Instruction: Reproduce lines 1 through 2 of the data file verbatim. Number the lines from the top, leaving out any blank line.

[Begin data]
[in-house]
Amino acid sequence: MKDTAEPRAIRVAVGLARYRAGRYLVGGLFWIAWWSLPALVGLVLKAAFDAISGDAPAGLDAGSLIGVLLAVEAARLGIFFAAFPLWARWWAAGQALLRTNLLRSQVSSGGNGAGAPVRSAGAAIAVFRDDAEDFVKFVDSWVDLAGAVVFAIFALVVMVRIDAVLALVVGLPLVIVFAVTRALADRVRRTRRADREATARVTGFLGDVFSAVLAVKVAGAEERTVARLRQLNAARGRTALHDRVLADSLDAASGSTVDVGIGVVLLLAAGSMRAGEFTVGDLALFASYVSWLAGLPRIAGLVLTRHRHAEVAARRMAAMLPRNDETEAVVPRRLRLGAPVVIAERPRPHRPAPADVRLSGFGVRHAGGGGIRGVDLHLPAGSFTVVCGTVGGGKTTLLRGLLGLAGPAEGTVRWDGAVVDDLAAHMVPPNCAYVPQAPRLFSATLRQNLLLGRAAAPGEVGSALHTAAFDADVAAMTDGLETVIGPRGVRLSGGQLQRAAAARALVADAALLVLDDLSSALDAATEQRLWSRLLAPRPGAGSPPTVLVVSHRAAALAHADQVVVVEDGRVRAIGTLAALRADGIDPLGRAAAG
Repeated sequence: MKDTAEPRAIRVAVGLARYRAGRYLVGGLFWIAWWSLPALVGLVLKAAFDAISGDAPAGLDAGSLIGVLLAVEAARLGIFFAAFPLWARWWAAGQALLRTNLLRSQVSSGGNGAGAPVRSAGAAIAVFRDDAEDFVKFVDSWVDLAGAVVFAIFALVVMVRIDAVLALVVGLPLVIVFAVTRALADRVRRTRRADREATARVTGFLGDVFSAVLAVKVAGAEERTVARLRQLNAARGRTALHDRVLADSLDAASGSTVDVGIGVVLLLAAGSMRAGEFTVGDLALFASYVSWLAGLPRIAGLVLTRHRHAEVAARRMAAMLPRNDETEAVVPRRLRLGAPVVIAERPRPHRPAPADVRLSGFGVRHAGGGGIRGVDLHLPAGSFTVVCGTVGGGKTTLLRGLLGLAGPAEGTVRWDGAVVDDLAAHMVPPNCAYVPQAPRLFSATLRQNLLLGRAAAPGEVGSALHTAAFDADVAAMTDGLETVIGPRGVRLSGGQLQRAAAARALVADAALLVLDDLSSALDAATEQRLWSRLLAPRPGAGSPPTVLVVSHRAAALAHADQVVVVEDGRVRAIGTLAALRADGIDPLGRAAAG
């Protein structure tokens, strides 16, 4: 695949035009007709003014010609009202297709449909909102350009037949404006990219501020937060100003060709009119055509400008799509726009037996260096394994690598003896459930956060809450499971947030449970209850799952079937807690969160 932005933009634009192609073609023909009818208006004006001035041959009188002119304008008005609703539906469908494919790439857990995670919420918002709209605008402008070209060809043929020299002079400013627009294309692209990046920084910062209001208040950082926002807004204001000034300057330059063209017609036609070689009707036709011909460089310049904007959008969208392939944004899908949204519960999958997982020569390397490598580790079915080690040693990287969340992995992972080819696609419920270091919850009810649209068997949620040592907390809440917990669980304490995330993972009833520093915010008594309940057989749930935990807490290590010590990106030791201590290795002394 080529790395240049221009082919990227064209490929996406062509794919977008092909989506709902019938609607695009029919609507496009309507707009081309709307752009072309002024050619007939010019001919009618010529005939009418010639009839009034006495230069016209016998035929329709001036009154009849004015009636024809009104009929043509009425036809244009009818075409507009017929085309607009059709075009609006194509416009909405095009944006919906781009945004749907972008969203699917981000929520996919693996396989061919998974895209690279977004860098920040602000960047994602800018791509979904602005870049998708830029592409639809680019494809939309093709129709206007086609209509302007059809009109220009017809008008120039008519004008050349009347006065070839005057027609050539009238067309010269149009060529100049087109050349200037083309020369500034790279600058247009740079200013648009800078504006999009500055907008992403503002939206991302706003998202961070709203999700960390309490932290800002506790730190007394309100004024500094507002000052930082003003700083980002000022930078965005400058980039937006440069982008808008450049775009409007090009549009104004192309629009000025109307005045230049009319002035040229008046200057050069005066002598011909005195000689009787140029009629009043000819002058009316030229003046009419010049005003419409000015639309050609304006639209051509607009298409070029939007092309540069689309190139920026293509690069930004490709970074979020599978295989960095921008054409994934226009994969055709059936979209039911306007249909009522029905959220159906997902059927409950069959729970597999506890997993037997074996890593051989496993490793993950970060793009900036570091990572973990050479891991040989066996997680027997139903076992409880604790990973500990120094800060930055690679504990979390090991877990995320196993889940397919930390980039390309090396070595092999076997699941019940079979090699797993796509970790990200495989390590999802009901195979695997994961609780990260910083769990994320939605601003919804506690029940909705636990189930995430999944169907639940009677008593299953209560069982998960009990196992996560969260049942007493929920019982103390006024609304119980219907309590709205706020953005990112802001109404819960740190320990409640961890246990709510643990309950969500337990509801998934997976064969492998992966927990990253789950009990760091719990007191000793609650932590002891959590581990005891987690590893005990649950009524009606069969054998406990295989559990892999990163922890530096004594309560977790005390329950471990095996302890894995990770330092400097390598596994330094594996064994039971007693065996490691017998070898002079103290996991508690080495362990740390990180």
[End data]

[in-house]
Amino acid sequence: MKDTAEPRAIRVAVGLARYRAGRYLVGGLFWIAWWSLPALVGLVLKAAFDAISGDAPAGLDAGSLIGVLLAVEAARLGIFFAAFPLWARWWAAGQALLRTNLLRSQVSSGGNGAGAPVRSAGAAIAVFRDDAEDFVKFVDSWVDLAGAVVFAIFALVVMVRIDAVLALVVGLPLVIVFAVTRALADRVRRTRRADREATARVTGFLGDVFSAVLAVKVAGAEERTVARLRQLNAARGRTALHDRVLADSLDAASGSTVDVGIGVVLLLAAGSMRAGEFTVGDLALFASYVSWLAGLPRIAGLVLTRHRHAEVAARRMAAMLPRNDETEAVVPRRLRLGAPVVIAERPRPHRPAPADVRLSGFGVRHAGGGGIRGVDLHLPAGSFTVVCGTVGGGKTTLLRGLLGLAGPAEGTVRWDGAVVDDLAAHMVPPNCAYVPQAPRLFSATLRQNLLLGRAAAPGEVGSALHTAAFDADVAAMTDGLETVIGPRGVRLSGGQLQRAAAARALVADAALLVLDDLSSALDAATEQRLWSRLLAPRPGAGSPPTVLVVSHRAAALAHADQVVVVEDGRVRAIGTLAALRADGIDPLGRAAAG